Murphy's War is in the final stages of being edited with a release date coming very soon! Here is a small preview of what is to come in the book!
"If the cops catch you, you know nothing."
It was a common phrase heard in the Murphy household growing up. Uncles, cousins, siblings - they were all too aware of it and of course, what was implied within it. You know nothing, which translated to, "If you rat on anyone or what you were doing, you're in for a beating." It didn't matter that you were family. It didn't matter that you shared the Murphy last name with everyone else. It meant you were a rat, never to be trusted again. No chance of redeeming yourself. Pushed to the curb and dead to everyone. That was if you were lucky. So many before had been killed or disappeared, never to be found again. And this was with family. Hard to imagine what they were capable of doing to those who didn't share the same blood.
Sean Murphy walked down the street, hugging his leather coat around his midsection. The package he was carrying wasn't obvious to just anyone, but the feel of the weight in his pocket made him all too aware that he was carrying something that could possibly put him in prison for life. Police presence in the city seemed to always pick up when he was on a job. Nodding toward one of the men in uniform, he continued at normal pace, so used to the situation that he could do it while sleep walking. He recognized their faces, just as he assumed they knew who he was. It was no mystery that he was part of the Irish gang in the neighborhood. They were like celebrities in the area, and unfortunately for Sean, a mark of notoriety that he wished he could scrub off in the shower. He didn't like the lifestyle. He wanted out. Until he found a way, he had to play along and continue working for his uncle. It was the only way to ensure that he stayed alive.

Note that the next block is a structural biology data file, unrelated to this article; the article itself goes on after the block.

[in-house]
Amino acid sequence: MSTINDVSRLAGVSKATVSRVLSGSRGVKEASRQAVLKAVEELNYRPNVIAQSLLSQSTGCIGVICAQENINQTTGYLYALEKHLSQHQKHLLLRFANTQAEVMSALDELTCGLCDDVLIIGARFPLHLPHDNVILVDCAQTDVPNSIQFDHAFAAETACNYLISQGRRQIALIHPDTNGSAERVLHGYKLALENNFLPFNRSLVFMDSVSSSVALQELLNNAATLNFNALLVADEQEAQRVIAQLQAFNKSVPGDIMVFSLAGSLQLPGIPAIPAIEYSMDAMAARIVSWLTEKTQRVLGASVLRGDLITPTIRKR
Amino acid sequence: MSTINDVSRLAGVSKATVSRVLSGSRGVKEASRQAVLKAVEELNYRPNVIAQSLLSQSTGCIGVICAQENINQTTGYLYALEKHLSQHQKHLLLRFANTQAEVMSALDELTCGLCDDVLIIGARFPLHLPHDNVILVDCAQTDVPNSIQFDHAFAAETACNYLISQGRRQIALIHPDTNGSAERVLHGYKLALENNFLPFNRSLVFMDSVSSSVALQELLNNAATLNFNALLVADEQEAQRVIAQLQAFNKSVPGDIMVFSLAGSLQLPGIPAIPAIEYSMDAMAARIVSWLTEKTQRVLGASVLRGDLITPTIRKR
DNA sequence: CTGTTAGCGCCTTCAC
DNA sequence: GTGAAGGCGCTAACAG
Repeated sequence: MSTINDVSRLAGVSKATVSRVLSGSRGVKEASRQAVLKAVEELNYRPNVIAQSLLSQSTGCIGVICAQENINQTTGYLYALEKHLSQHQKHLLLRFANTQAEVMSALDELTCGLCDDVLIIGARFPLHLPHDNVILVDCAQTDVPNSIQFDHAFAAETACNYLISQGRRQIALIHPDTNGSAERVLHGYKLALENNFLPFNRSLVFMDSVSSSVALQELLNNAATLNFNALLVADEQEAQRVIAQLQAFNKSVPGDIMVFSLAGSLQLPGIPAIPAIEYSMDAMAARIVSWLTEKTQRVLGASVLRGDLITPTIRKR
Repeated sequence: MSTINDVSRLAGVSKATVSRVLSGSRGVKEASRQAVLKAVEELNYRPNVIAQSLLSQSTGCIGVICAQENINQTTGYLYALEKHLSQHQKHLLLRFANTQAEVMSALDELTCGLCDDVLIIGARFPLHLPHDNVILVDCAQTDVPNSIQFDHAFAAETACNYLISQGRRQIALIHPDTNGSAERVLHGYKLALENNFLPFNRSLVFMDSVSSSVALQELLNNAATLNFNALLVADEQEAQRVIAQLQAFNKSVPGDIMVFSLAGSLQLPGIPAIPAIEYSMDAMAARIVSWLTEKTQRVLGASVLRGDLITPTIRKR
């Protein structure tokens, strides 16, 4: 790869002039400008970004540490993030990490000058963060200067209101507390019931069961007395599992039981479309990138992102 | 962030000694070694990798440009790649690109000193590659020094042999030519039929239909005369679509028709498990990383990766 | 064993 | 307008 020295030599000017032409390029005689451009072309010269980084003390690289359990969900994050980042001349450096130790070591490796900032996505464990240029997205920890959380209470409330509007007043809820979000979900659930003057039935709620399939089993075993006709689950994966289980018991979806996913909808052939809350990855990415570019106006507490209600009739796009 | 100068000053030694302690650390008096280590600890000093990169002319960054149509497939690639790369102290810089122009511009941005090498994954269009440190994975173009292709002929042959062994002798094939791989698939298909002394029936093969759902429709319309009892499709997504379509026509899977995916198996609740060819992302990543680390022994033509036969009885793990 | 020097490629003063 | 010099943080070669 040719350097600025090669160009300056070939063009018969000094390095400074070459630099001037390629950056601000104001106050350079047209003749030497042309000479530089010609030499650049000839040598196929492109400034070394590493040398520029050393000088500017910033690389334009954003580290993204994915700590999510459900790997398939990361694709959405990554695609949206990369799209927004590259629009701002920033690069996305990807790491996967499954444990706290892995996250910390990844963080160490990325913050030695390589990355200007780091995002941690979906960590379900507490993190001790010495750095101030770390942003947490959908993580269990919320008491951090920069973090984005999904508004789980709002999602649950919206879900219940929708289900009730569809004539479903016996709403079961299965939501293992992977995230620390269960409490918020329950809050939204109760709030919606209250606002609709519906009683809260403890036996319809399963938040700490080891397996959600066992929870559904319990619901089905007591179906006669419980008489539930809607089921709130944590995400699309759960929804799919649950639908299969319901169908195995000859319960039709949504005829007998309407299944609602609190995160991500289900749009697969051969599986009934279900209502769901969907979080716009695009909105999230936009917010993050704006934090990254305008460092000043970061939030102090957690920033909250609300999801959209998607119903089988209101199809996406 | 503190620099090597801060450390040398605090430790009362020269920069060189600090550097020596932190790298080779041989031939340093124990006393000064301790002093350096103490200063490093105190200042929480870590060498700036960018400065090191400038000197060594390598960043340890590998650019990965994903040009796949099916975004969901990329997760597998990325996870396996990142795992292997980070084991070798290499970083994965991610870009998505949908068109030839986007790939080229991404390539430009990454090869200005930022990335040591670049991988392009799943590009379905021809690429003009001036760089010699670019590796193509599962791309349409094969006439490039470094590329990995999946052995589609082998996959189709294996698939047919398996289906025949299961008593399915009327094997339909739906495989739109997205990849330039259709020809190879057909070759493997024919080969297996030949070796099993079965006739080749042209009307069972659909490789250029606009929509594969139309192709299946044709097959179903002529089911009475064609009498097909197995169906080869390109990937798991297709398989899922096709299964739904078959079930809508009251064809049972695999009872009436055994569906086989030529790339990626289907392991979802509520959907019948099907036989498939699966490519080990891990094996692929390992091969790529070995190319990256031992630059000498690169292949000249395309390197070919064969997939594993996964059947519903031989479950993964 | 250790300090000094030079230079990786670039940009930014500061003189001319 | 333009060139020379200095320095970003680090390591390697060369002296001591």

After a few blocks, he ducked into a bar that the locals knew as Pat's. To him it meant unloading the pound of cocaine he had strapped on his body. Only a pound, but it was like a ton of bricks lifted off of his shoulders as he scooted it across the table in the back office, making direct eye contact with the man in the chair.
"You Murphy's work quick. I just requested a pound this morning."
Sean nodded, but didn't speak. He had learned in his thirty six years to say a lot with body language and leave the talking to the ones who died young.
"Every time you come here, you hardly say two words. You a mute?"
He shook his head and swallowed, glancing around at the other men who served as body guards. "No. Just nothing to say."
"You know who I am, right?"
Cyril Sullivan, a cousin to the Murphy's and one of the dealers hired on to distribute product. "Yes, I know who you are."
"We're cousins, yet you act like I'm some stranger. Have a seat. We got some good Irish whiskey. Might as well enjoy some of this product you helped bring over."
Sean sat down, looking at each of the men, hesitating. "I need to get back soon with the money. Jack will be waiting."
"Jack Murphy, our notorious uncle. God bless that man. He can wait thirty damn minutes, yes? You're a trusted guy. You've been doing this since you were biting ankles. It's established you're not gonna run off with this stuff."
Sean watched as one of the men poured the amber liquid in a tumbler next to him, sliding it to his reach. The last thing Sean wanted to do was get drunk with them, but it would tarnish his reputation even more if he bailed on an invite to sip down some of the alcohol. It was smooth - a normal drink among everyone and something he had developed a great tolerance to. A few drinks wouldn't hurt too much. Savoring the burn, he tapped the rim of the glass, requesting more.
"How is it?" Cyril asked.
"Still a man of few words." Cyril laughed, downing his third glass full. "Picked it up in Ireland last time I was there." He threw a band of money on the desk. "Better get that back to Jack."
Sean finished his drink and grabbed the money. "Pleasure doing business with you." Shoving through the door, he avoided all eye contact with the bar tenders and patrons. Looking down, he was caught off guard when he ran right into one of the cops he had seen before dropping off the package. His heart skipped a beat, but he tried to keep his face neutral. This wouldn't be his first run-in with them, nor his last.
Check my Facebook author page here for updates. I will post there first when it is available. You can also follow me on Twitter @JTateAuthor! Happy reading!